DICOM files are produced by CAT and MRI scanners. Photoshop CS3 Extended allows these files to be read. A DICOM file can support one file or thousands. You can look at one large frame and cycle though as many frames as you desire. You can choose what part of a frame you would like to see. Each frame can be exported as a JPEG file. You can animate these frames with the Timeline in Photoshop or create a PDF presentation.

Photoshop CS3 Extended also works with Matlab. These are some of the new "Image Analysis" features that Adobe has introduced that lead Photoshop in a new direction.

Photoshop Camera Raw now can be used with TIFF and JPEG files as well. Below is an example of a JPEG file that has been manipulated with some of the different settings. I found that for the Basic settings the default ones were much better than the Auto ones. The Auto ones bleached out the lighter areas such as the trees in the sun. To process JPEG or TIFF files, one opens them in Camera Raw from the Bridge. Camera Raw processes files nondestructively.

The Printing screen has changed in Photoshop CS3. Adobe has added such features as Match Print Colors when using Photoshop Color Management. If you look at the screen, you will notice a check box that says Match Print Colors. In the beginning I was not to sure of the purpose of the box. Checked or unchecked, my image printed perfectly. There was not any difference between the printed images. The difference I found appeared when one used profiles that created a difference in the print from what was on the screen. I purposely created a profile that was very cool and had added blue tones. When I checked Match Print Colors, the changed profile showed in very exaggerated form how the print would look. If, you are creating profiles with programs, such as Colorvision's PrintFIX PLUS, it is a useful feature if you remember that the look is exaggerated because it is a good way to proof your profiles without having to try out a lot of prints. This is not for a base profile, but for one with a specific look..

As you can see from the screen capture below, I let Photoshop manage the colors and used the appropriate Epson SR2400 profile. In this instance, checking the Match Print Colors box was irrelevant since it did not change the look of the preview.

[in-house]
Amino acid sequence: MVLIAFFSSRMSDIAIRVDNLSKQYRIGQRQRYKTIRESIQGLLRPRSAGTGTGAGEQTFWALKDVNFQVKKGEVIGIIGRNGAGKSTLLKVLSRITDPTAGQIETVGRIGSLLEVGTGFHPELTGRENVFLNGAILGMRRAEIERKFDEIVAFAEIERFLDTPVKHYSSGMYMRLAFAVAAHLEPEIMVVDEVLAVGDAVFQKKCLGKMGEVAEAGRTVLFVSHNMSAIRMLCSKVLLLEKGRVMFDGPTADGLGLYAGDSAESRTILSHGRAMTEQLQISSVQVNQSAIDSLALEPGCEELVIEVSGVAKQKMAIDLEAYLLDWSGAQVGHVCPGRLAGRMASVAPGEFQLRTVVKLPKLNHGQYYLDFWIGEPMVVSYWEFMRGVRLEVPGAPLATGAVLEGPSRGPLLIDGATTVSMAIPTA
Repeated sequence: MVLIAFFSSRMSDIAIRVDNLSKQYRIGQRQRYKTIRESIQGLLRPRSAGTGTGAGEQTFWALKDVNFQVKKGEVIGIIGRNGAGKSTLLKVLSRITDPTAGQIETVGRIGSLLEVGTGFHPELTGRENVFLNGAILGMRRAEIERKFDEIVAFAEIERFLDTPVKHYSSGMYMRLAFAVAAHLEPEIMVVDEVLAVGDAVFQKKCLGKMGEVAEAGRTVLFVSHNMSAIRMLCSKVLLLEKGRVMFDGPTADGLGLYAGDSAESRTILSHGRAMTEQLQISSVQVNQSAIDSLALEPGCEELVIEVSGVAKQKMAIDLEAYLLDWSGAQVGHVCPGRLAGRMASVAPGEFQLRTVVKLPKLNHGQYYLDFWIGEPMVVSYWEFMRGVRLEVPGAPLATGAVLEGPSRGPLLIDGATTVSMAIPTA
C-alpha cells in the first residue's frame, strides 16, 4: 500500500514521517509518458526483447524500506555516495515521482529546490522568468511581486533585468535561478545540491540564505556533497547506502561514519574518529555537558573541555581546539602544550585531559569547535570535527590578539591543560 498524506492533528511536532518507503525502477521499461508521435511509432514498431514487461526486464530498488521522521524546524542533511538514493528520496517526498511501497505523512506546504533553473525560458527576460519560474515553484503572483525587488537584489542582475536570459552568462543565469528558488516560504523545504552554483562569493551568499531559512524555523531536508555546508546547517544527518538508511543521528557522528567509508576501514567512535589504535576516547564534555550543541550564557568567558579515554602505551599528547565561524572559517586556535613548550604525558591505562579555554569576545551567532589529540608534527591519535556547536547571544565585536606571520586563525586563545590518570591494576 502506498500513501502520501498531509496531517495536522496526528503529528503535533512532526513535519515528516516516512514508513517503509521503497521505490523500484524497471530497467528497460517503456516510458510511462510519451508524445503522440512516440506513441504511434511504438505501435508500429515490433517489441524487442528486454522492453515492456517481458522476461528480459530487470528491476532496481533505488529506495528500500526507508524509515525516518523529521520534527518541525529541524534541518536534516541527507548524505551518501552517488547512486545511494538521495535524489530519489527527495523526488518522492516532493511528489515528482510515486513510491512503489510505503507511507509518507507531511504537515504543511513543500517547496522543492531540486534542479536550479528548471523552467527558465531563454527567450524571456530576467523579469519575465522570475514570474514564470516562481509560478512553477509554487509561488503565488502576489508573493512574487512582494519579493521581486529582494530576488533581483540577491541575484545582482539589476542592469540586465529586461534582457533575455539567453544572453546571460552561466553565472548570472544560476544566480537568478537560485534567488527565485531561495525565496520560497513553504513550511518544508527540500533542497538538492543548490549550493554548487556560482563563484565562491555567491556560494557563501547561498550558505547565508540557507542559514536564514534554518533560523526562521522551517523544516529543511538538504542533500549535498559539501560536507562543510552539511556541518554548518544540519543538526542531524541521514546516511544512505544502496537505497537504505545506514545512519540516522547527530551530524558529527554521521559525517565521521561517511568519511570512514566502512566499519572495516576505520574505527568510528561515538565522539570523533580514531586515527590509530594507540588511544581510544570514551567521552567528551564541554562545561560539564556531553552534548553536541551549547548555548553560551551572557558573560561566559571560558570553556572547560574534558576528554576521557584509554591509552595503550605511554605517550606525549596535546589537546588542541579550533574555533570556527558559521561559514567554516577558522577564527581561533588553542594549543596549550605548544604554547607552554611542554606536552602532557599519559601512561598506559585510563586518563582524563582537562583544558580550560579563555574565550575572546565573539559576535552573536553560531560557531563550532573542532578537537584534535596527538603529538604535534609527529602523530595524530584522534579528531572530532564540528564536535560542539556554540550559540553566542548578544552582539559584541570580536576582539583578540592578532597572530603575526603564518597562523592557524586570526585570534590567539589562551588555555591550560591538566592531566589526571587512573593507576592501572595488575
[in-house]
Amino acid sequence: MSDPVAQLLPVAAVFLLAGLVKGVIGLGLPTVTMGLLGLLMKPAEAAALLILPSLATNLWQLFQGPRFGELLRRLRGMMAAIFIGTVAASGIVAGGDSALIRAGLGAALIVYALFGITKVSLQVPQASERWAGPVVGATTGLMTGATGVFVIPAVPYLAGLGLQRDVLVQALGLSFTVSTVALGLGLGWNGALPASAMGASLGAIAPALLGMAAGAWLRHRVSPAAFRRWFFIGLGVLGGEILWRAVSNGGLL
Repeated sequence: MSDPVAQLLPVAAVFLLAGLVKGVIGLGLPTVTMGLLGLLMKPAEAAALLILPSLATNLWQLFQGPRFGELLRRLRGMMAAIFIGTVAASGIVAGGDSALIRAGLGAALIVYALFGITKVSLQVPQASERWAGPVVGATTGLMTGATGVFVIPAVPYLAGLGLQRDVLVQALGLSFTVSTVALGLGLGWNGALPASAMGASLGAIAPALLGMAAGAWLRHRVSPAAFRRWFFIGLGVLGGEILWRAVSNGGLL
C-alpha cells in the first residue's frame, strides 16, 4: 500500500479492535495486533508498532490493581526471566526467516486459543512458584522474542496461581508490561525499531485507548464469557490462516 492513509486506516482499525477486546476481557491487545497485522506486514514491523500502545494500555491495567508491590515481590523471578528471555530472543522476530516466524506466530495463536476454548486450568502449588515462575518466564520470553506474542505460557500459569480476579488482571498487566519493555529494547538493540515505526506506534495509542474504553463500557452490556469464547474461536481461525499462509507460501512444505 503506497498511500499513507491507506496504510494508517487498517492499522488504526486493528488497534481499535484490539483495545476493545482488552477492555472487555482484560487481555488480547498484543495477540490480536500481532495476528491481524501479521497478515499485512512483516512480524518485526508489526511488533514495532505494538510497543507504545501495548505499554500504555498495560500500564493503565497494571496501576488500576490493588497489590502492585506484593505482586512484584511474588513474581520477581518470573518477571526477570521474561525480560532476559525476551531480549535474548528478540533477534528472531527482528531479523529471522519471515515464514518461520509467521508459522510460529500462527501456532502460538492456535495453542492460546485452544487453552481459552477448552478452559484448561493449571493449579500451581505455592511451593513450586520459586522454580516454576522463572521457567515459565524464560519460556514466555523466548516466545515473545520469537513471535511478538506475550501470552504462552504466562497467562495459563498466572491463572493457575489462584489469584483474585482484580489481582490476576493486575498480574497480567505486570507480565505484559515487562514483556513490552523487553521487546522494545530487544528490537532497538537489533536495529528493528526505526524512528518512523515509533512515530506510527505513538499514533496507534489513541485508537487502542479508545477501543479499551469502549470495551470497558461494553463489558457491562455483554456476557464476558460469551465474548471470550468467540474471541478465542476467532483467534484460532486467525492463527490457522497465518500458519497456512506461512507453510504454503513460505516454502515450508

The above new features just cover some of the highlights of the latest Photoshop. For veterans and newbies alike, these are some very nice features. The 3D feature has a lot of potential. I imagine that the new scientific features have a lot to offer, but I do not know enough about them to comment on their potential even though looking at them they seem amazing. I particularly liked Zoomify and think it will be great for web sites.

Photoshop CS3 integrates well with the other programs comprising both CS3 Web Premium and Design Premium. As stated in the beginning of the review, since it is so easy to open it in so many programs, it is a great productivity boost. My only two criticisms are that sometimes Photoshop CS3 is slow to respond to commands. This happens sporadically and is not continuous. Also, on occasions, Photoshop CS3 has stopped responding monetarily and shown a white screen. It has then started again on its own. We are talking a few second here in all instances. I really like this new version of Photoshop CS3 Extended. As a stand-alone, an upgrade choice should be on what version you have and what new features you need.

It cannot be forgotten that this was a review of Photoshop CS3 Extended, so if you are thinking of purchasing Photoshop CS3 (not Extended), check out the features to see what are included.

Also, to read articles, learn tips, find out about support issues, go to this page on Adobe's site. It seems to be updated regularly:

The requirements for Photoshop CS3 Extended are:



The cost of Photoshop CS3 Extended is from US $999.00 with the upgrade from US $349.00 More specific pricing information can be found on their web site.

For more information on Adobe products, go to: